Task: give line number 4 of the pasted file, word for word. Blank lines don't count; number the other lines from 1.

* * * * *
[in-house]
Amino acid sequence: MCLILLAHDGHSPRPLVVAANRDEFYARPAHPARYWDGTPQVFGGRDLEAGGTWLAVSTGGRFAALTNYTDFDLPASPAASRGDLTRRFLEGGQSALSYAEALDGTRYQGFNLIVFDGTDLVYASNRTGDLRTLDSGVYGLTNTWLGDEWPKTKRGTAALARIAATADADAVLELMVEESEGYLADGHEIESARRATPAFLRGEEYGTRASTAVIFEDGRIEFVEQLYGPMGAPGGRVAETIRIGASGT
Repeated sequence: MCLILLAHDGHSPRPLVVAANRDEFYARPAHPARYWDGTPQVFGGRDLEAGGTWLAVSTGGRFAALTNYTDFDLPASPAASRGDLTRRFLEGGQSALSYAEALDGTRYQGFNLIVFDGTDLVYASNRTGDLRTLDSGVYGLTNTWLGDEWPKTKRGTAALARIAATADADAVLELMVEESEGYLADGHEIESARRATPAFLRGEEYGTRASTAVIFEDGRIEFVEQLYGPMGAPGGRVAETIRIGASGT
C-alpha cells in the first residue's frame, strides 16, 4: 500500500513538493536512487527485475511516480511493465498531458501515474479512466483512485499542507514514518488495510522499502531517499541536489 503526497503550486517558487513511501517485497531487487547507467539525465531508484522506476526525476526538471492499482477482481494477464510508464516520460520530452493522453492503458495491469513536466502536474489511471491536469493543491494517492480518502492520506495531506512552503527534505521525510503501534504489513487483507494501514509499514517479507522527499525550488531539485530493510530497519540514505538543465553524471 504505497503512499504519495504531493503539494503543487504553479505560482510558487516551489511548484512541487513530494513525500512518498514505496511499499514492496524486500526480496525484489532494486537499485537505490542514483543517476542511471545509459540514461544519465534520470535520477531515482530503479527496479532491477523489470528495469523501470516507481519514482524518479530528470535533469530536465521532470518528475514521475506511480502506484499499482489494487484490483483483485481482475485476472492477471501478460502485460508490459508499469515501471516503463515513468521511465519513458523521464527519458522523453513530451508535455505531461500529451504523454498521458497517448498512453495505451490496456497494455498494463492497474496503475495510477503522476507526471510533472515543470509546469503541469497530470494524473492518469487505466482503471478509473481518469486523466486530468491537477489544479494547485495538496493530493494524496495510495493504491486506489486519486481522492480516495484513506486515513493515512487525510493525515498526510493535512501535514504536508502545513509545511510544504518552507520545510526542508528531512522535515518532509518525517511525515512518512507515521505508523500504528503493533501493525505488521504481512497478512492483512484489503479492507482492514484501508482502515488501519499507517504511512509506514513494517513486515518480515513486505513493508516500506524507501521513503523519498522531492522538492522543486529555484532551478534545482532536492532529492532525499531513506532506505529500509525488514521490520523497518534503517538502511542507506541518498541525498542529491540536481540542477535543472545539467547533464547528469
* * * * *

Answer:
C-alpha cells in the first residue's frame, strides 16, 4: 500500500513538493536512487527485475511516480511493465498531458501515474479512466483512485499542507514514518488495510522499502531517499541536489 503526497503550486517558487513511501517485497531487487547507467539525465531508484522506476526525476526538471492499482477482481494477464510508464516520460520530452493522453492503458495491469513536466502536474489511471491536469493543491494517492480518502492520506495531506512552503527534505521525510503501534504489513487483507494501514509499514517479507522527499525550488531539485530493510530497519540514505538543465553524471 504505497503512499504519495504531493503539494503543487504553479505560482510558487516551489511548484512541487513530494513525500512518498514505496511499499514492496524486500526480496525484489532494486537499485537505490542514483543517476542511471545509459540514461544519465534520470535520477531515482530503479527496479532491477523489470528495469523501470516507481519514482524518479530528470535533469530536465521532470518528475514521475506511480502506484499499482489494487484490483483483485481482475485476472492477471501478460502485460508490459508499469515501471516503463515513468521511465519513458523521464527519458522523453513530451508535455505531461500529451504523454498521458497517448498512453495505451490496456497494455498494463492497474496503475495510477503522476507526471510533472515543470509546469503541469497530470494524473492518469487505466482503471478509473481518469486523466486530468491537477489544479494547485495538496493530493494524496495510495493504491486506489486519486481522492480516495484513506486515513493515512487525510493525515498526510493535512501535514504536508502545513509545511510544504518552507520545510526542508528531512522535515518532509518525517511525515512518512507515521505508523500504528503493533501493525505488521504481512497478512492483512484489503479492507482492514484501508482502515488501519499507517504511512509506514513494517513486515518480515513486505513493508516500506524507501521513503523519498522531492522538492522543486529555484532551478534545482532536492532529492532525499531513506532506505529500509525488514521490520523497518534503517538502511542507506541518498541525498542529491540536481540542477535543472545539467547533464547528469